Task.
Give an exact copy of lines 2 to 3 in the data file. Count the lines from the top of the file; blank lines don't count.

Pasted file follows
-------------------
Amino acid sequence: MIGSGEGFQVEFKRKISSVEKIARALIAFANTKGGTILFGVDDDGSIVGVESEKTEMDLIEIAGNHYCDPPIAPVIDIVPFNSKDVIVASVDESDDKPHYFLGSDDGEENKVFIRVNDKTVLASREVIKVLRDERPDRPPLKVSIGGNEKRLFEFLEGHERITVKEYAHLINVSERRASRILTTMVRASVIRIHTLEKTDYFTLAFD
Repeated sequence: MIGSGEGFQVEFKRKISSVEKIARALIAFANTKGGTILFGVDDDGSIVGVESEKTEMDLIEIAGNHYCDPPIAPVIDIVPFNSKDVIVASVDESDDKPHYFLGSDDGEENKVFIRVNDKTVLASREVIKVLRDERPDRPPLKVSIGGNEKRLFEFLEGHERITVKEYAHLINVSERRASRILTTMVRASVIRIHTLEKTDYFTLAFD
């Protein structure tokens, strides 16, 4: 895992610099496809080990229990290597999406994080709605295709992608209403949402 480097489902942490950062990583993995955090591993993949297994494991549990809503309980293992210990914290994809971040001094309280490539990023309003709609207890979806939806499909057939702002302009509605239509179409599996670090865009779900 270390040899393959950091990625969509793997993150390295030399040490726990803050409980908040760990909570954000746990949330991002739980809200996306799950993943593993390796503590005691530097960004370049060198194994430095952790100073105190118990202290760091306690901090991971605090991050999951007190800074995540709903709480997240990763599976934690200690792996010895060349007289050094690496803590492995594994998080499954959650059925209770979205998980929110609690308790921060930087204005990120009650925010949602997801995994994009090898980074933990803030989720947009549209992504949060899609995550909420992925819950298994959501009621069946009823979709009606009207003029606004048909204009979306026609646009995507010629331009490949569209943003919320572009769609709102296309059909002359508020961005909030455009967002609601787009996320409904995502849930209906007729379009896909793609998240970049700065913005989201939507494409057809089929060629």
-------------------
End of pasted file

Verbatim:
Repeated sequence: MIGSGEGFQVEFKRKISSVEKIARALIAFANTKGGTILFGVDDDGSIVGVESEKTEMDLIEIAGNHYCDPPIAPVIDIVPFNSKDVIVASVDESDDKPHYFLGSDDGEENKVFIRVNDKTVLASREVIKVLRDERPDRPPLKVSIGGNEKRLFEFLEGHERITVKEYAHLINVSERRASRILTTMVRASVIRIHTLEKTDYFTLAFD
């Protein structure tokens, strides 16, 4: 895992610099496809080990229990290597999406994080709605295709992608209403949402 480097489902942490950062990583993995955090591993993949297994494991549990809503309980293992210990914290994809971040001094309280490539990023309003709609207890979806939806499909057939702002302009509605239509179409599996670090865009779900 270390040899393959950091990625969509793997993150390295030399040490726990803050409980908040760990909570954000746990949330991002739980809200996306799950993943593993390796503590005691530097960004370049060198194994430095952790100073105190118990202290760091306690901090991971605090991050999951007190800074995540709903709480997240990763599976934690200690792996010895060349007289050094690496803590492995594994998080499954959650059925209770979205998980929110609690308790921060930087204005990120009650925010949602997801995994994009090898980074933990803030989720947009549209992504949060899609995550909420992925819950298994959501009621069946009823979709009606009207003029606004048909204009979306026609646009995507010629331009490949569209943003919320572009769609709102296309059909002359508020961005909030455009967002609601787009996320409904995502849930209906007729379009896909793609998240970049700065913005989201939507494409057809089929060629």